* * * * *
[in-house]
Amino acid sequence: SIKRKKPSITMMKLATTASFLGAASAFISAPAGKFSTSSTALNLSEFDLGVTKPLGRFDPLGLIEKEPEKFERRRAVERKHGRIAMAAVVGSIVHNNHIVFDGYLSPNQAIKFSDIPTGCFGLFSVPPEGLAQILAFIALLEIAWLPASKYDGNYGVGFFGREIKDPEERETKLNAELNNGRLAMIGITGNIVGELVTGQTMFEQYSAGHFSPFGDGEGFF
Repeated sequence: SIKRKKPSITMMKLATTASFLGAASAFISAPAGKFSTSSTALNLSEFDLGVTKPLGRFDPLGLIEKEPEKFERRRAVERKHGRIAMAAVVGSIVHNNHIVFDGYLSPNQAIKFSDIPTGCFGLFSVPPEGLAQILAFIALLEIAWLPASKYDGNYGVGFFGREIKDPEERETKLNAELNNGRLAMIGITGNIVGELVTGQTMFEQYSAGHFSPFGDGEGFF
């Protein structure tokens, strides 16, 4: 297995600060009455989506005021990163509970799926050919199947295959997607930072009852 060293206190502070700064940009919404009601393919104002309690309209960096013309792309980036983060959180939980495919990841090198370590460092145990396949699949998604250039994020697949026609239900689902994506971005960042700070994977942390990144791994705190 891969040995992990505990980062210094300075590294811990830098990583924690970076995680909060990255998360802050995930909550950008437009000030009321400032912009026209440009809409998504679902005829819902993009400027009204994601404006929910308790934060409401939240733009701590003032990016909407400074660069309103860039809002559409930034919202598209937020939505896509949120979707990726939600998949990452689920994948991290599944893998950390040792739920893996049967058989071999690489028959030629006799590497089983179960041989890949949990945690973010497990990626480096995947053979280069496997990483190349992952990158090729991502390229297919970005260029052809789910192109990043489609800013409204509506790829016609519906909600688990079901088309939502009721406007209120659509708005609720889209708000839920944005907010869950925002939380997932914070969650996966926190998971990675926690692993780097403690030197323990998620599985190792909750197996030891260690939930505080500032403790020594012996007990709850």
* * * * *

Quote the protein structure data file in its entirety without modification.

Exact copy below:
[in-house]
Amino acid sequence: SIKRKKPSITMMKLATTASFLGAASAFISAPAGKFSTSSTALNLSEFDLGVTKPLGRFDPLGLIEKEPEKFERRRAVERKHGRIAMAAVVGSIVHNNHIVFDGYLSPNQAIKFSDIPTGCFGLFSVPPEGLAQILAFIALLEIAWLPASKYDGNYGVGFFGREIKDPEERETKLNAELNNGRLAMIGITGNIVGELVTGQTMFEQYSAGHFSPFGDGEGFF
Repeated sequence: SIKRKKPSITMMKLATTASFLGAASAFISAPAGKFSTSSTALNLSEFDLGVTKPLGRFDPLGLIEKEPEKFERRRAVERKHGRIAMAAVVGSIVHNNHIVFDGYLSPNQAIKFSDIPTGCFGLFSVPPEGLAQILAFIALLEIAWLPASKYDGNYGVGFFGREIKDPEERETKLNAELNNGRLAMIGITGNIVGELVTGQTMFEQYSAGHFSPFGDGEGFF
């Protein structure tokens, strides 16, 4: 297995600060009455989506005021990163509970799926050919199947295959997607930072009852 060293206190502070700064940009919404009601393919104002309690309209960096013309792309980036983060959180939980495919990841090198370590460092145990396949699949998604250039994020697949026609239900689902994506971005960042700070994977942390990144791994705190 891969040995992990505990980062210094300075590294811990830098990583924690970076995680909060990255998360802050995930909550950008437009000030009321400032912009026209440009809409998504679902005829819902993009400027009204994601404006929910308790934060409401939240733009701590003032990016909407400074660069309103860039809002559409930034919202598209937020939505896509949120979707990726939600998949990452689920994948991290599944893998950390040792739920893996049967058989071999690489028959030629006799590497089983179960041989890949949990945690973010497990990626480096995947053979280069496997990483190349992952990158090729991502390229297919970005260029052809789910192109990043489609800013409204509506790829016609519906909600688990079901088309939502009721406007209120659509708005609720889209708000839920944005907010869950925002939380997932914070969650996966926190998971990675926690692993780097403690030197323990998620599985190792909750197996030891260690939930505080500032403790020594012996007990709850």